Mount Emei (峨眉山), located in Sichuan Province, is one of the four holy mountains of Chinese Buddhism. It is regarded as the domain of Samantabhadra, or Bodhisattva of Universal Benevolence, depicted as riding upon an elephant.
Its highest peak is Golden Peak, also known as Wanfo (Ten Thousand Buddha) Peak, which rises 3,077 meters above sea level. A world of rocky eminences cocooned under a green blanket of trees, with a thicket of peaks emerging from the clouds and thrusting into the sky, Mount Emei is quite up to the saying, "No place under heaven is as beautiful as Mount Emei." Only by following a stone-paved path that begins at the foot of the mountain and winds its way around one peak after another for 120 li (60 km) can one climb to the summit of the mountain. The amazing topography and this unique mountain path found expression in a poem composed by a man of the Ming Dynasty:
"High is Mount Emei,
Which is like a sword thrusting into high heavens.
A mountain path stretches for one hundred and twenty li,
Only to disappear in an abyss of clouds and mists.
High above, birds nose their way along a course full of twists and turns,
Yet still find it hard to make the rounds of the mountains.
Each mountain is in a strange form,
But all of them bear a resemblance to a green lotus plant."
The unusual height and dimensions of the place result in a temperature difference of 15˚C between the foot of the mountain and its summit.
Stories differ as to when Mount Emei became the domain of Samantabhadra. One version dates this back to the Yongping reign (58-75) of the Eastern Han Dynasty, when an old man surnamed Pu, who was picking medicinal herbs on the mountain, happened to spy the auspicious signs of the Bodhisattva of Universal Benevolence. The Gazetteer of Mount Emei, citing Volume 45 of the Garland Sutra, has this to say, "In the southwest there is a place called the Mountain of Brightness, where many bodhisattvas have resided since ancient times. The current bodhisattva living there is someone by the name of 'Xiansheng,' who has 3,000 companions including his own family and some bodhisattvas. He often preaches there." However, to associate this quotation with the origin of Mount Emei is farfetched, and has been justifiably repudiated by Shi Yinguang in his amended version of Gazetteer of Mount Emei for the simple reason that Mount Emei is not situated to the southwest of Buddhagaya, where the Buddha preached his doctrines, and that Samantabhadra was never called "Xiansheng." Buddhism found its way to Mount Emei probably during the Western and Eastern Jin dynasties (265-420), but at that time the place was dominated by Taoism. Buddhism did not begin to thrive there until after the Tang and Song dynasties. It was during the Song Dynasty that Mount Emei was formally declared as the domain of Samantabhadra.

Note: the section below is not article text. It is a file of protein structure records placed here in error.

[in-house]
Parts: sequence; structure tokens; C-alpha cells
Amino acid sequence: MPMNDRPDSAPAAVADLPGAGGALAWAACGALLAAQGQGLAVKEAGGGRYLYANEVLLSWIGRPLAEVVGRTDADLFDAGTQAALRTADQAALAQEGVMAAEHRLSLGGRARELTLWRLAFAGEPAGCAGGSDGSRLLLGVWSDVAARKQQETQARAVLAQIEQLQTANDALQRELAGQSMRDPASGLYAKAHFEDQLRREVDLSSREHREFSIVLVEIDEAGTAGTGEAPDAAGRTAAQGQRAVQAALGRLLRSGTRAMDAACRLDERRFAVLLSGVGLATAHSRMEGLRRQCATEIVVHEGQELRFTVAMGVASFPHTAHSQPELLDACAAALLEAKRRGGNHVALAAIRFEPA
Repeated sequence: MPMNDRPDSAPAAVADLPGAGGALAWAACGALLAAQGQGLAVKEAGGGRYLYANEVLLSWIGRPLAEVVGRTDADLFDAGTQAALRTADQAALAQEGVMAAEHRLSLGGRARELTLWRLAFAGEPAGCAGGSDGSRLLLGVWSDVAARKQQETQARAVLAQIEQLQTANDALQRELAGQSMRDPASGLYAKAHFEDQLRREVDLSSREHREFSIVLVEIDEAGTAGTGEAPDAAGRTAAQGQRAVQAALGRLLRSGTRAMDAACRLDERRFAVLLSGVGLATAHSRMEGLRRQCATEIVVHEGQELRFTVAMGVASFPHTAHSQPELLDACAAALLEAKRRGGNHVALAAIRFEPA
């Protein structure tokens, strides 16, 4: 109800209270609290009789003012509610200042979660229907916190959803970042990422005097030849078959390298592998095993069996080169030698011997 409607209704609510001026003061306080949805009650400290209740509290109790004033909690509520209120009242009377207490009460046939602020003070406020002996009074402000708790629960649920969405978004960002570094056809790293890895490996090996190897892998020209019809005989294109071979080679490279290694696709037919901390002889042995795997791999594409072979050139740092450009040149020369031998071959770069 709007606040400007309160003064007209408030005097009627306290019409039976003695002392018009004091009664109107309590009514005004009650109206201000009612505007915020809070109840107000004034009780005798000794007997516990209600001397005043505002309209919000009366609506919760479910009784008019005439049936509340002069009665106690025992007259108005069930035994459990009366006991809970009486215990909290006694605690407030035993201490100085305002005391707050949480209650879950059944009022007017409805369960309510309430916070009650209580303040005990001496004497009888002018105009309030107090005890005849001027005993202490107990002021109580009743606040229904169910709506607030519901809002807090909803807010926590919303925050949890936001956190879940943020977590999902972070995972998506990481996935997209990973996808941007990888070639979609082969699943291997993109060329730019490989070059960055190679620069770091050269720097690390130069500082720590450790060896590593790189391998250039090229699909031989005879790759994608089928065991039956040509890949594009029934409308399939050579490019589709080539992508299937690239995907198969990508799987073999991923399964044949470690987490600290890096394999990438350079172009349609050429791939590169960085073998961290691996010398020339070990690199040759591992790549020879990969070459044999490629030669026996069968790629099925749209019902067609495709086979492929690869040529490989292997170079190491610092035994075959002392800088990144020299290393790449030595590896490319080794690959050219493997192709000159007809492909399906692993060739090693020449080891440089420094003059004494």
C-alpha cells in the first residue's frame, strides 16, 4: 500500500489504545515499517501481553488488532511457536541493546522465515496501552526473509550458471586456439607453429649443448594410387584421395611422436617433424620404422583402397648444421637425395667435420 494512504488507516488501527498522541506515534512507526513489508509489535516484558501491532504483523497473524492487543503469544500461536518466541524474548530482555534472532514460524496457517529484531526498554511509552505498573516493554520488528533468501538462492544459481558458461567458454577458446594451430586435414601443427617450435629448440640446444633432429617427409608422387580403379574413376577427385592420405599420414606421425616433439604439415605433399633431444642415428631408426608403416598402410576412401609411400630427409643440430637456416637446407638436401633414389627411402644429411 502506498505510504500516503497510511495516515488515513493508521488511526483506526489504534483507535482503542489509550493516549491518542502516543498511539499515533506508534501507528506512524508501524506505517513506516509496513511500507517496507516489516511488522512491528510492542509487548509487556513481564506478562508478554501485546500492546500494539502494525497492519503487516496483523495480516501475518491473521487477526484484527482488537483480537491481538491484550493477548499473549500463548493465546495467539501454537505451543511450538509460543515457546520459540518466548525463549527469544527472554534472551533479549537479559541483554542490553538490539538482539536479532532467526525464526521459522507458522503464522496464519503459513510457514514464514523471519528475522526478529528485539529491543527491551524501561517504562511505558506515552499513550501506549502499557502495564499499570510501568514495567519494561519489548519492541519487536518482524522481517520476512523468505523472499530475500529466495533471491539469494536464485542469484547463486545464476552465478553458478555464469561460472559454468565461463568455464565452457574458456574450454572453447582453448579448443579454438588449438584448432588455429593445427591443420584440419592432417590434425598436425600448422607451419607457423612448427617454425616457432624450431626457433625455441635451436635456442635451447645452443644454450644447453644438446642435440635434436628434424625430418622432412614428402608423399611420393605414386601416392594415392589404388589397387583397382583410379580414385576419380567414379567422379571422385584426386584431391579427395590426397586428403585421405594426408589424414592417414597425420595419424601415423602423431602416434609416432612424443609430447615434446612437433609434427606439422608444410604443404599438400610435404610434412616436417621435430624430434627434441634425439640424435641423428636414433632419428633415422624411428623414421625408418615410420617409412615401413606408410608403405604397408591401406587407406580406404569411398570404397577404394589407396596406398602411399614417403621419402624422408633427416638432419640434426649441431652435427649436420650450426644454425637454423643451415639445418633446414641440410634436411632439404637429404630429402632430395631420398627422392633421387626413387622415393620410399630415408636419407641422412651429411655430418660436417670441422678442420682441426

According to historical records, in 968 (6th year of the Jiande reign of Emperor Taizu, Song Dynasty), the imperial court, after receiving repeated reports from Jiazhou Prefecture (present-day Jiading, Sichuan Province) about the discovery of auspicious signs of Samantabhadra, dispatched Zhang Chongjin, a palace attendant, to investigate. In 980 (6th year of the Taipingxingguo reign, Song Dynasty), the imperial court cast a bronze statue of Samantabhadra mounted on an elephant, and built a hall to enshrine this colossal sculpture with a height of more than two zhang (approximately 7 meters), thereby establishing Mount Emei's history as the domain of Samantabhadra. Buddhism reached its zenith during the Ming and Qing dynasties, when more than 100 temples of various sizes were built there, but it went into decline during the Republican years, when many of those temples fell into disrepair. The damp weather took its toll as well. So many temples crumbled and became dilapidated, and not more than half of them still looked like temples. It was not until the founding of the People's Republic in 1949 that some of the major temples were repaired and restored. The following is a brief introduction to some of the better known ones.